May 17, 2018 Serving the communities south of Lake Okeechobee 9 Thank You to Our Employees for a Safe and Successful Harvest Season ince 1931, our employees have been planting, harvesting, and growing local food. As our sugarcane and citrus harvest season comes safely to a close, we would like to recognize and celebrate the hard work our employees put in every single day to feed American families. SFeeding American FamiliesEach year, we plant, harvest, and process sugarcane into nearly 850,000 We can produce up to 90 million gallons of pure Florida orange juice each year and community partners saw the students demonstrate their knowledge and skills on Monday, May 7, at the Technical Education Center on the Belle Glade campus. While high school students typically dual-enroll at PBSC to pursue an Associate in Arts transfer degree, the college created this opportunity in the Glades region for those who want to go directly into a trade career. Its great to see their enthusiasm for the program and for the skills that theyre learning, said Dr. Gloria McAllister, program director for Postsecondary Adult Vocational certicate programs on the Belle Glade campus. I think its a wonderful opportunity for them to develop their skills early. Dr. Roy Vargas, dean of academic affairs for the Belle Glade and Loxahatchee Groves campuses, thinks the initiative has strong potential given the response of business partners to the evening welding program for adults on the Belle Glade campus. Some companies have even created a special job category to facilitate hiring program graduates. Theres a need for more employees with these particular skills, and the college has been investing in expanding opportunities, Mr. Vargas said. The colleges collaboration with industry will open the door to jobs for these new students, who are going to graduate from high school with the welding certicate. Our goal is to provide a great workforce for this area. Learning in the I-beam Playground: In this initial year, the students began with the core or pre-welding skills before training in basic welding techniques. They focused on applied math skills and material science, how to operate power tools and machinery to prepare surfaces for welding and, most importantly, job safety. Students get hands-on experience in a lab that replicates an authentic welding environment, right down to the steel, which is why the lab is dubbed the I-beam Playground. Its set up like a real job site, with fabrication and installation areas, so that when students go into the eld, nothing is strange to them. They can make the connection to something they did in class, said Anton Pastuszak, lead welding instructor, who also oversees the evening welding program. Steel is very expensive, Ms. McAllister notes, and the I-beam Playground is unique in the state because nobody can afford this level of steel. We cant, either, but because of Antons connections with industry partners, hes able to get the steel donated to the college and even transports it here on his trailer. Next school year, the incoming cohort is expected to grow to 20, the maximum allowed. High school students who start the welding program in their sophomore year and continue through their senior year can successfully complete the program and receive a PSAV certicate along with their high school diploma. In addition, students earn three levels of certications from the highly respected National Center for Construction Education and Research. Those who dont complete the PSAV program while in high school may come back to the program as adults and nish up. This program puts the students ahead, said Dr. Peter Barbatis, vice president of student services and enrollment management. As a college, were very excited about the opportunity to offer vocational education to high school students, which leads to college and industry credentials and direct entry into the workforce. Mr. Pastuszak agrees that the students will be workforce-ready. Even now, if a company were to come out, they would realize that the students know exactly what an embed is, they know what an angle clip is, they know bolted connections, coping a beam, welding down decking, plumbing columns, everything. What we are teach ing the students is exactly what the industry needs. Two students eager to ll those jobs are Kerry Mullins Jr. and Daujalonne Scarlett, sophomores at Pahokee High School. Both gave a shout-out to Mr. Pastuszak for giving them the opportunity. He told us since day one that this was one of the most in-demand jobs in the world, but its also one of the most danger ous, Mr. Scarlett said. Ever since he told us that, we took it seriously; we had to be determined and make sure we do what we should do. I know this is a very demanding job, Mr. Mullins added. But were going to pull through it. Id like to stay here for the next two years and start my career as a welder. SKILLSContinued From Page 1 Special to The Sun/ Courtesy of PBSC, photo by Al EvansPBSC dual enrollment welding students Kerry Mullins Jr., Tamarick Best, Arman Irons and Daujalonne Scarlett connect a steel beam to two steel columns.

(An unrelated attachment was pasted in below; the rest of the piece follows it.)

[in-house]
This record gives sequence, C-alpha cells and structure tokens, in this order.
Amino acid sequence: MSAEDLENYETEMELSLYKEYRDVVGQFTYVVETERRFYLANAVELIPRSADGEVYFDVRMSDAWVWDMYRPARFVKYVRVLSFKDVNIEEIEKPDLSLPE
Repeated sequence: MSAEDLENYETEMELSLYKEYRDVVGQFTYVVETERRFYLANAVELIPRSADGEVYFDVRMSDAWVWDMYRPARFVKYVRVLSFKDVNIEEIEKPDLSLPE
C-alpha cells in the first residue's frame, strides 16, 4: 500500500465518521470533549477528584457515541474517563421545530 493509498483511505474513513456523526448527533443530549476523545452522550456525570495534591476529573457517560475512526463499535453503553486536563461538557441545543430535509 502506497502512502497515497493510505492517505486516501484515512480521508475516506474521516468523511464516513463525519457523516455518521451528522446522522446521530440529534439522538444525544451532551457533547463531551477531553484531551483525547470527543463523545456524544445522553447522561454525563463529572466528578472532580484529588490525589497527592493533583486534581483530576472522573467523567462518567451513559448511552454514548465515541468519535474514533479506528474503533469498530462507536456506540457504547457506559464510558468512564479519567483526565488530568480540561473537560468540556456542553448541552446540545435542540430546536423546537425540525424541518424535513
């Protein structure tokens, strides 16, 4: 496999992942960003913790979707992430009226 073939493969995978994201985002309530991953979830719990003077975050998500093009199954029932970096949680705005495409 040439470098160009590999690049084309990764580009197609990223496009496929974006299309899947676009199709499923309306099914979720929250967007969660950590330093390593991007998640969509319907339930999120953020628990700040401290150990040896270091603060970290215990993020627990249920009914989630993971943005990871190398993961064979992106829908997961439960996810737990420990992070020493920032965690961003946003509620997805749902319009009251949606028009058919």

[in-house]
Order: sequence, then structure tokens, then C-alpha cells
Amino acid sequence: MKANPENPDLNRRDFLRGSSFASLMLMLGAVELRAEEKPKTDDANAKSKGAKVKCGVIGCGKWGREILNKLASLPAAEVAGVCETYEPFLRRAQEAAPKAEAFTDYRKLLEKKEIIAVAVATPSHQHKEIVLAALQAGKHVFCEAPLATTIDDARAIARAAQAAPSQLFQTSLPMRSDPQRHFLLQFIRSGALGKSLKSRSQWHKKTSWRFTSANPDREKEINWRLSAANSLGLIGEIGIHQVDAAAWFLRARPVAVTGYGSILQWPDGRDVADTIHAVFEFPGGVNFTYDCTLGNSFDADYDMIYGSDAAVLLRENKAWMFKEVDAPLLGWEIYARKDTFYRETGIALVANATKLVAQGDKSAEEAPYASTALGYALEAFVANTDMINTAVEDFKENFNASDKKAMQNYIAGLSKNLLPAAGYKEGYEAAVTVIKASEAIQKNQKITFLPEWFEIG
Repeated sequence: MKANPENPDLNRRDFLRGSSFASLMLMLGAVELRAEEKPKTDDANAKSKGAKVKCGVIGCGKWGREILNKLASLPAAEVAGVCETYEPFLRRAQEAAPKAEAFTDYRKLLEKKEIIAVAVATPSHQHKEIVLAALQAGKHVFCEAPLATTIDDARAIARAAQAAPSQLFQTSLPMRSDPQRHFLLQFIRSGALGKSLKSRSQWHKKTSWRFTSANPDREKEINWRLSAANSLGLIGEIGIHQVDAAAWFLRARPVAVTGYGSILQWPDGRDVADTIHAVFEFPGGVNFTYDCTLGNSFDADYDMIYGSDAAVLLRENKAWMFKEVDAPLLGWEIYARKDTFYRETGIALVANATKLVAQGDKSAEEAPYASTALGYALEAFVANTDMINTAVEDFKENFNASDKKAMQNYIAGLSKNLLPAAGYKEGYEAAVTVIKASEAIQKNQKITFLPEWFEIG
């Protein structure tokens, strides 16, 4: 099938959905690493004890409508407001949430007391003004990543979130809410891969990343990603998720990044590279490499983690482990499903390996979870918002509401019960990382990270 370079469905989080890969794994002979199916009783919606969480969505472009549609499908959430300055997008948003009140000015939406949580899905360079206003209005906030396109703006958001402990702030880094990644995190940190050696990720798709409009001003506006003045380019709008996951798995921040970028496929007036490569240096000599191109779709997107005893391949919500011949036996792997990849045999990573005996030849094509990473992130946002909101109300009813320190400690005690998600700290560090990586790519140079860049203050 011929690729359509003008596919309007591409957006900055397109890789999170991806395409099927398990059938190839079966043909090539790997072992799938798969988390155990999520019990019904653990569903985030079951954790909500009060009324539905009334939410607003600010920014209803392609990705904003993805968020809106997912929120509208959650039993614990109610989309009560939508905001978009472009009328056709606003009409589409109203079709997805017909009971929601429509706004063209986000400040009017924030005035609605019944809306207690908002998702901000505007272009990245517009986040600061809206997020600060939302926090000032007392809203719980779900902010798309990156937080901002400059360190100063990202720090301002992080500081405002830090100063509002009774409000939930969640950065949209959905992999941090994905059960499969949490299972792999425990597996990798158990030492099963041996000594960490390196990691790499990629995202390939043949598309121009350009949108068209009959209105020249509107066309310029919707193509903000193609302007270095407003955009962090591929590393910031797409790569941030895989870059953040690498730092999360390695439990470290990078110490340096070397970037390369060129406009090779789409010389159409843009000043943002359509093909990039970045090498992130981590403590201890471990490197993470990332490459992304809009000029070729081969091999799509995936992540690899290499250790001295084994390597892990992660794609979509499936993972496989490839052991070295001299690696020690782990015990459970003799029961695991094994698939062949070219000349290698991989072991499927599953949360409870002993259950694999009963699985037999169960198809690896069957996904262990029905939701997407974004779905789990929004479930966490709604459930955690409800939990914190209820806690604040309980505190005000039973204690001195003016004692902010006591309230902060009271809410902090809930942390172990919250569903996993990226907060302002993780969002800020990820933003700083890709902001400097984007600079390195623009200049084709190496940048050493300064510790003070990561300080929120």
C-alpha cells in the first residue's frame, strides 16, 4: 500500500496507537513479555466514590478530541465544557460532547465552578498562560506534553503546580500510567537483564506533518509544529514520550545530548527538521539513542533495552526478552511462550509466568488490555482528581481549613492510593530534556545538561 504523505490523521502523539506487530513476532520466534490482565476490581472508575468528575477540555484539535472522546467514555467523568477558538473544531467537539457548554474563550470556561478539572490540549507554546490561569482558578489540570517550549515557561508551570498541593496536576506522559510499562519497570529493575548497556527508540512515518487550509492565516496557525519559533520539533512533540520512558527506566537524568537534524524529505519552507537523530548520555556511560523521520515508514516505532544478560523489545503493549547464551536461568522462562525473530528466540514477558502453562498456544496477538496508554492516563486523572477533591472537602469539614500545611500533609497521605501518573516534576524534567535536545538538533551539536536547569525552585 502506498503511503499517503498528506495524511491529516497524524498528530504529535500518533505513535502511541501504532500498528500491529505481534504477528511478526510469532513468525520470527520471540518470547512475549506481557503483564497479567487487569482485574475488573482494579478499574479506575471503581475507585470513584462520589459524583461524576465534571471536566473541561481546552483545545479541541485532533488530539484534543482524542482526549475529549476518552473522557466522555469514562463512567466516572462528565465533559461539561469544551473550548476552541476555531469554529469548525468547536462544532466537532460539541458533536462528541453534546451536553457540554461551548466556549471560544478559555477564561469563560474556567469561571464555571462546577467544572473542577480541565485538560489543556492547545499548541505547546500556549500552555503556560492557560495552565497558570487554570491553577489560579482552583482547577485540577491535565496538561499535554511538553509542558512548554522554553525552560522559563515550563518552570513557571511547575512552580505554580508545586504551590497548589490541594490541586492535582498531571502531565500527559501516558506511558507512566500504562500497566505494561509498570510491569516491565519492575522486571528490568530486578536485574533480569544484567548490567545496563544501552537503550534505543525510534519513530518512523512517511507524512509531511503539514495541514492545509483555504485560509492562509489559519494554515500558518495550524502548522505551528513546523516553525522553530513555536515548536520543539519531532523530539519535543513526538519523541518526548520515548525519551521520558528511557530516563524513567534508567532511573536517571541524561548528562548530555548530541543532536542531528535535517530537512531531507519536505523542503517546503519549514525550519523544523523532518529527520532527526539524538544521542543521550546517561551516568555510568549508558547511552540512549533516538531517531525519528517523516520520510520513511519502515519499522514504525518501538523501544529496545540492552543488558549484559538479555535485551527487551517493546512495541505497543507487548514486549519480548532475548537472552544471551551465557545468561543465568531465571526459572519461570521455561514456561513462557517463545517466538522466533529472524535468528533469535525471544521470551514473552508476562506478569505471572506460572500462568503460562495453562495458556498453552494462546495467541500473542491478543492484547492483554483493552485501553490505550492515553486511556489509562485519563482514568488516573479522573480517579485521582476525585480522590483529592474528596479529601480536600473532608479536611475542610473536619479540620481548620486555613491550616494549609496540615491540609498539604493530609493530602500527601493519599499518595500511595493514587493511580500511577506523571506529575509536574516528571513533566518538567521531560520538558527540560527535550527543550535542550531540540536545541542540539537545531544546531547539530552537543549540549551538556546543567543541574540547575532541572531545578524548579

10 Serving the communities south of Lake Okeechobee May 17, 2018 PICTURE ALL THE BENEFITS YOU CAN GET WHEN YOU LIVEIF YOU HAVE MEDICARE AND MEDICAID OR DIABETES...Palm Beach County. Simply Healthcare Plans, Inc. is a Medicare-contracted coordinated care plan that has a Medicaid contract with the State of Florida Agency for Health Care Administration to provide benets or arrange for benets to be provided to enrollees. Enrollment in Simply Healthcare Plans, Inc. depends on contract renewal. This information is not a complete description of benets. Contact the plan for more information. Limitations, copayments, and restrictions may apply. Benets, premiums and/or copayments/coinsurance may change on January 1 of each year. You must continue to pay your Medicare Part B premium. For full-dual members the Part B premium is covered. This plan is available to anyone who has both Medical Assistance from the State and Medicare. Premiums, copays, coinsurance and deductibles may vary based on the level of Extra Help you receive. Please contact the plan for further details. Medicare evaluates plans based on a 5-star rating system. Star Ratings are calculated each year and may change from one year to the next. The Formulary, pharmacy network, and/or provider network may change at any time. You will receive notice when necessary. From October 1 to February 14, we are open 7 days a week from 8 a.m. 8 p.m., EST. Beginning February 15 until September 30, we are open Monday through Friday, 8 a.m. 8 p.m., EST. We do not discriminate, exclude people, or treat them differently on the basis of race, color, national origin, sex, age or disability in our health programs and activities. ATENCIN: Si habla espaol, tiene a su disposicin servicios gratuitos de asistencia lingstica. Llame al 1-877-577-0115 / TTY: 711. ATANSYON: Si w pale Kreyl Ayisyen, gen svis d pou lang ki disponib gratis pou ou. Rele 1-877-577-0115 / TTY: 711. Paid endorsement. Y0114_18_34669_U_003_Final_3_Accepted A Special Needs Plan (SNP) for full dual eligible individuals who have Medicare and Medicaid. $0 or low copay for primary and specialist ofce visits $0 copay for diabetic supplies $0 copay for prescription drugs Tiers 1 & 2, with coverage through the gap (including diabetic drugs) Low copay for hospitalization $0 copay for enhanced dental benets (including partial and full dentures) $250 per year for eyewear $1,250 per year for hearing aids Transportation to plan approved locations SilverSneakers tness program $20 monthly for over-the-counter (OTC) items, thats $240 a year! $0 copay for prescription drugs Tiers 1 & 2 $0 copay for hospitalization $0 copay for enhanced dental benets (including partial and full dentures) Unlimited transportation to plan approved locations $275 per year for eyewear $1,500 per year for hearing aids Personal emergency response system SilverSneakers tness program $44 monthly for over-the-counter (OTC) items, thats $528 a year! A plan for people with diabetes that includes $0 copay for enhanced dental benets, and $0 or low copay for doctor visits. the Simply life. Call us today!1.800.215.7968 / TTY: CMYK Earvin Magic Johnson Healthcare Advocate